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Chai Tea History and Traditions

Chai Tea History

Does Chai Tea Heal?

The history of chai tea dates back 5,000 years to the ancient courts of Siam and India. Legend has it that a king concocted a recipe in a quest to create a healing beverage. After that, authentic chai tea was used in the healing tradition of “ayurveda” alternative medicine. Along with massage, herbs, yoga and other healing elements, chai tea was consumed to naturally heal the body beginning in the Vedic period in India. The popularity of chai tea spread throughout South Asia and far into the Western World, continuing its growth today. However, it does contain trace amounts of caffeine and milk, so people with sensitivity to caffeine or who are lactose intolerant should pass.

Vanilla Chai Tea

Masala chai tea can combine many flavors including peppercorn, cardamom, ginger, cloves, cinnamon and star anise. These spices balance with the milk and a sweetener like sugar, honey or brown sugar, and then strengthened with a strong black tea. Recipes vary over broad spectrums because there are so many flavors and variables within the tea, and because the tea has permeated so many cultures in the more than 5,000 years it has existed.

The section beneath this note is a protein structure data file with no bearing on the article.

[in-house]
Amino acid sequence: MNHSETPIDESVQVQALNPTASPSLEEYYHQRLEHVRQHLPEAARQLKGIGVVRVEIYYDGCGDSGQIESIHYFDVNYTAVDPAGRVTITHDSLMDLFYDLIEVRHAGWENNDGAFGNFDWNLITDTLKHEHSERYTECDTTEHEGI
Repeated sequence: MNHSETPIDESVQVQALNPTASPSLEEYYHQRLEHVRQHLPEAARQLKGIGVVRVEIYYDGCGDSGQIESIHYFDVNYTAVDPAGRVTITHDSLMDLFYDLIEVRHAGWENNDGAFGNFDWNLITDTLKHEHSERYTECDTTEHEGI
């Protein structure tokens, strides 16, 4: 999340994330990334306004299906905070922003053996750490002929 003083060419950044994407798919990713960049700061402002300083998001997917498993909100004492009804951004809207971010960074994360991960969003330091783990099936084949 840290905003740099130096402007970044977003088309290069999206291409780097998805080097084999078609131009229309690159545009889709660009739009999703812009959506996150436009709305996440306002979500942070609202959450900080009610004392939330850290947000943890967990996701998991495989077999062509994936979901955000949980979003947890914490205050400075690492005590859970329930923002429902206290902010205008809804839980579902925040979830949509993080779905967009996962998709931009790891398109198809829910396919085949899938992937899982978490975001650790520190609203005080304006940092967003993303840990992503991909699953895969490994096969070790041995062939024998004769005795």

For one twist on the traditional chai tea recipe, try the vanilla chai recipe below.

3 cardamom pods

3 whole cloves

3 whole allspice

1 whole vanilla bean

1/3 cup honey

1 tablespoon black tea like Assum or Darjeeling

4 cups water

1 cup milk (try soy for a richer taste)